Riverworks Gallery, located at Suite 202 at Art Crossing on the Reedy River in downtown Greenville, SC, will present the exhibit, Carolina Cowboy, Photographs by Tracie Easler, on view from Jan. 8 – Feb. 28, 2010. The exhibition is sponsored by the Department of Visual and Performing Arts at the Greenville Technical College/Greer Campus.

Easler’s riveting photographic portraits document the cultural anomaly of the South Carolina cowboy. The Carolina Cowboy series is a collection of environmental portraits produced using processes from the 19th and the 21st centuries. The images are intended to serve as a reflection of the lifestyle of each individual. Easler utilizes both 35mm digital and 4×5 large format film cameras to make the portraits. The images are presented utilizing the antique process of platinum/palladium and the modern technique of archival inkjet printing. “Photography fuels my personal expression in ways that words cannot,” say Easler.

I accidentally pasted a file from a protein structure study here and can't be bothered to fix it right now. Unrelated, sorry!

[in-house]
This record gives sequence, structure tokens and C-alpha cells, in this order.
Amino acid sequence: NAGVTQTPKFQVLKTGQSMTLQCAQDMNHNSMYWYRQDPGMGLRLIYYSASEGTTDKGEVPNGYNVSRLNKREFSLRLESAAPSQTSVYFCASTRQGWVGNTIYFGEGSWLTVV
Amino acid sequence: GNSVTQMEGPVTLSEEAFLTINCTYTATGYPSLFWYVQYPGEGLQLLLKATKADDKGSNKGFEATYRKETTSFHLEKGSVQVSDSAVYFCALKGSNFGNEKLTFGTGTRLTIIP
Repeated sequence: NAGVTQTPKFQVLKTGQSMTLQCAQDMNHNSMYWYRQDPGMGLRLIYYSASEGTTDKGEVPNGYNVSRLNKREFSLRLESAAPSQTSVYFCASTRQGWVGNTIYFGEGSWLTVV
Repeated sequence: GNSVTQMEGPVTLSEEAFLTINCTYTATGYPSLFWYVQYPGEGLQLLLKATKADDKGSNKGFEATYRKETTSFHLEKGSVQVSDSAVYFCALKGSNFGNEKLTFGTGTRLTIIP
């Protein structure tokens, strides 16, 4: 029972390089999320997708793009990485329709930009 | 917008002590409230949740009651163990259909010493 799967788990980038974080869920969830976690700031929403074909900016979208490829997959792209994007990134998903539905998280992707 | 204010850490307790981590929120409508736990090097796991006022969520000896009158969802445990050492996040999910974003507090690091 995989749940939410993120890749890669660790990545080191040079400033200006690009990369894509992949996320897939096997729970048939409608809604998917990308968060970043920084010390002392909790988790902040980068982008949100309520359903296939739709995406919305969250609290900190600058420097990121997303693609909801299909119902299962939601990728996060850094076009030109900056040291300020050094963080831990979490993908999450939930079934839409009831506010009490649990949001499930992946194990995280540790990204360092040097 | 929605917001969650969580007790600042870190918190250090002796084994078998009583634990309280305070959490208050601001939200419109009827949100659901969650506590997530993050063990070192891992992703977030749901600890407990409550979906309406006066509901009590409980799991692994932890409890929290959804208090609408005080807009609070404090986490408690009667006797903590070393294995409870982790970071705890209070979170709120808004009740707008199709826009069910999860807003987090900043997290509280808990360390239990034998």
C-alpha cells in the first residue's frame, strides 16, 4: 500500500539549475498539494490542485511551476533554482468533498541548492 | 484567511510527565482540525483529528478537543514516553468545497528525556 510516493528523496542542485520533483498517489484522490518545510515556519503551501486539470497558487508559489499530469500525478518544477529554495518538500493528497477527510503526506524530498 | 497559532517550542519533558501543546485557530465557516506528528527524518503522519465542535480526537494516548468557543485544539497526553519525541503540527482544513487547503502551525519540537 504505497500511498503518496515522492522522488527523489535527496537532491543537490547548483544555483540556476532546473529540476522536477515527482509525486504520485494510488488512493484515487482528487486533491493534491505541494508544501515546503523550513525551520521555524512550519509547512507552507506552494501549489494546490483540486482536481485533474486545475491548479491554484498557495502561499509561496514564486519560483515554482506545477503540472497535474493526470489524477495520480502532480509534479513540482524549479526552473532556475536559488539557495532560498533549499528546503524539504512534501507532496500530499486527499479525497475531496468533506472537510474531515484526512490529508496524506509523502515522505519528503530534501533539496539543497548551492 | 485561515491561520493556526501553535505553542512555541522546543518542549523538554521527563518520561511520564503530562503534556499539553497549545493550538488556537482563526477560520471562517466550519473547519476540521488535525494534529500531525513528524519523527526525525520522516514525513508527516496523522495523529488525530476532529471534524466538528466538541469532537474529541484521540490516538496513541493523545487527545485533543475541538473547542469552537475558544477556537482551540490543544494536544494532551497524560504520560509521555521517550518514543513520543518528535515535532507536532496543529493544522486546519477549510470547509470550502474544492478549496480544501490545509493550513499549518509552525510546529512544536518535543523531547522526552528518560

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In addition to being enrolled as a photography student in the Department of Visual and Performing Arts at Greenville Technical College, Easler is the mother of three children under fourteen, a wife, a homemaker, a ranch hand, a gardener and a cook. She is also a rodeo promoter and a calf and team roper.

Easler was selected as the 2009 recipient of EMRYS Foundation grant, the Alice Conger Patterson Scholarship, from a group of over fifty applicants. The scholarship is designed to encourage South Carolina women to pursue continuing education or to develop a creative endeavor.